Trail Distance: Approx. 1.6 miles (2.6 km).

How long did it take to build: Approx. 5 weeks.

Hours of Labour: 2000 hours.

Did it get built for the EWS: Yes.

Was it volunteer built: No.

How many people were involved: 15 trail crew.

How did it impact the town: Very good, did not have a new expert trail for a long time and its serviced by the Snowmass chair lift also.

What was your inspiration: From comments, feedback and promotor of the EWS. The need of that kind of trail for the advanced locals.

Hardest part: Moving the big rock in place.

Describe trail in your own words: Rowdy, technical and fast, fun, expert

Whistler, Canada – Stage 1: Top of the World into Ride Don’t Slide

There was a surprise rider on track getting a taste for enduro stages.

Trail Builders: I am not entirely sure of the original builders of Ride Don’t Slide (RDS) besides Dan Swanstrom. Below are the names of Gravity Logic crew: Jenny Liljegren, Gregg Winter, Jesse Saunders, Adam Billinghurst, Andrew Gunn, Kenny Smith, Alex Prochazka, Rob Cocquyt, Ollie Hingley, Lyle and a couple more who I can’t remember. Alex and I designed Top Of The World (TOTW) together and I designed the RDS reroutes.

Trail Distance: 10km – Top of the World 5.5km and Ride don’t Slide 4.5km Approx.

How long did it take to build: We (Gravity Logic) built TOTW in two summer seasons – about 5 months. That trail is about 5km. RDS has been an ongoing project. Since it was an existing trail it was rideable but it was gnarly. We built about 2 km of reroutes which took about 3 months over last 3 summers. Gravity Logic also does yearly maintenance on this trail.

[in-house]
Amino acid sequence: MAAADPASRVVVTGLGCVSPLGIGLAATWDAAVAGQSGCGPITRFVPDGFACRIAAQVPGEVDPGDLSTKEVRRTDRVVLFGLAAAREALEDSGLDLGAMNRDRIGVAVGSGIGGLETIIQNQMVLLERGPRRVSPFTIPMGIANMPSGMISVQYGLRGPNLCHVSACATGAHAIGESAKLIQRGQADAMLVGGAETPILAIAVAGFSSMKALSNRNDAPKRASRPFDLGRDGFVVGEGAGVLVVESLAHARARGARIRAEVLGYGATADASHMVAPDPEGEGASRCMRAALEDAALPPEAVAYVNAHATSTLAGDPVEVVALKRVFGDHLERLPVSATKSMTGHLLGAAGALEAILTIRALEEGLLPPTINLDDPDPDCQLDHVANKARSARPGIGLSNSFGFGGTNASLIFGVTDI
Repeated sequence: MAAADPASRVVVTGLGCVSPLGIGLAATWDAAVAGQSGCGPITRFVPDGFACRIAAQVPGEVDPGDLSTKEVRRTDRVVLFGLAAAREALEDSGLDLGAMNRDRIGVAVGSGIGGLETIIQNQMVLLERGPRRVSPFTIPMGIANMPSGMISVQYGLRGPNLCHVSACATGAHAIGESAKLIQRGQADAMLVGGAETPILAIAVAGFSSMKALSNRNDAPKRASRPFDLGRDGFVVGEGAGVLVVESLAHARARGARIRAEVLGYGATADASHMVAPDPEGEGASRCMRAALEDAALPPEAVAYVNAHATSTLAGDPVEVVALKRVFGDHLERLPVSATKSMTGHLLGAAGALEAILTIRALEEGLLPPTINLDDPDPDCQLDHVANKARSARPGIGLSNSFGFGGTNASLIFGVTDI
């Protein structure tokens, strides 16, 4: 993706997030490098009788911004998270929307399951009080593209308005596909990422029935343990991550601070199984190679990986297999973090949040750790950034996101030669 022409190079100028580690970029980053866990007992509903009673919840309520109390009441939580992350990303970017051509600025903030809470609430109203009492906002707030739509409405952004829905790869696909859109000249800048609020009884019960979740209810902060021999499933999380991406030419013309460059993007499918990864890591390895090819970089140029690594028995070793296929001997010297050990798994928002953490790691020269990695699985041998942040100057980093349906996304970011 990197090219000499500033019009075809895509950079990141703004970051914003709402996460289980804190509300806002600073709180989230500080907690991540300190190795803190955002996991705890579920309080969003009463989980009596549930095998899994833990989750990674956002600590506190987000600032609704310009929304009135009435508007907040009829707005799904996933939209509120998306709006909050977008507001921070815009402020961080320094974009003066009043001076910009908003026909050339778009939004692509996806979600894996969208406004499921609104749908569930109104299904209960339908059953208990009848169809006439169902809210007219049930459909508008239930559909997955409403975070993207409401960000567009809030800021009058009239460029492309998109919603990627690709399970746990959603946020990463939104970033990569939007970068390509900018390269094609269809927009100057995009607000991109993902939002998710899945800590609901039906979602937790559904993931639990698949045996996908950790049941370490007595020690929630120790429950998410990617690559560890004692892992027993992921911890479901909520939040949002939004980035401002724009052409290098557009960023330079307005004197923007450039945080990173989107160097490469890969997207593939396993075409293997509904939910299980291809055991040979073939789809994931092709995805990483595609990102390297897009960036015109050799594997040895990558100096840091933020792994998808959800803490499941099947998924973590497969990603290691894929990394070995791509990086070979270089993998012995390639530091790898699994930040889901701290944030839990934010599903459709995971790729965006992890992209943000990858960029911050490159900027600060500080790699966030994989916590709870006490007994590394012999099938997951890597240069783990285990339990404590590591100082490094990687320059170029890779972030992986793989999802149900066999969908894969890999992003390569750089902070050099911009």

Hours of Labour: TOTW has approximately 6000 man/woman (we had a Swedish girl, Jenny, on the crew) hours in it. RDS reroutes have approximately 2200 man (no girls on this crew) hours in it.

Did it get built for the EWS: No. It’s actually two separate trails – Top of The World and Ride Don’t Slide. Top of The World was a trail we built for Whistler Bike Park and RDS was an old gnarly trail which we rebuilt and built some reroutes around the real gnarly lines.

Was it volunteer built: TOTW was paid for by WB as were the reroutes on RDS. WB also pays for the maintenance of RDS which is technically part of the bike park. The original RDS was completely unpaid labor.

How many people were involved: TOTW was built by a crew of about five. I am not sure how many people built the original RDS, but the main builder was Dan Swanstrom who built a few classics around Whistler – Danimal and Industrial Desease. His trails were actually trials moto trails. The reroutes which we built were built by a crew of two to five people, depending on which section.

How did it impact the town: TOTW has become a signature trail for Whistler Bike Park and has really opened up the upper part of the mountain. You can access a few of the out of bounds trails such as RDS or Khyber Pass, Kush and Kashmir from this trail so it has really opened up the mountain beyond the bike park. Because the trails is an additional fee to access, it has generated additional revenues for the bike park. But more importantly, it has attracted more riders which are seeking the alpine euro experience. I think that the trails has paid for itself many times over since it opened. Having RDS accessible from the Peak Chair Lift has opened up the out of bounds, deep woods, true west coast gnarly trail experience but with the reroutes if has made it more rideable for a greater variety of riders. This gives more people a chance to experience this unique trail and the amazing old growth forest (never been logged) through which it snakes. When you combine the alpine feel of TOTW with the deep woods of RDS you get the true west coast MTB experience.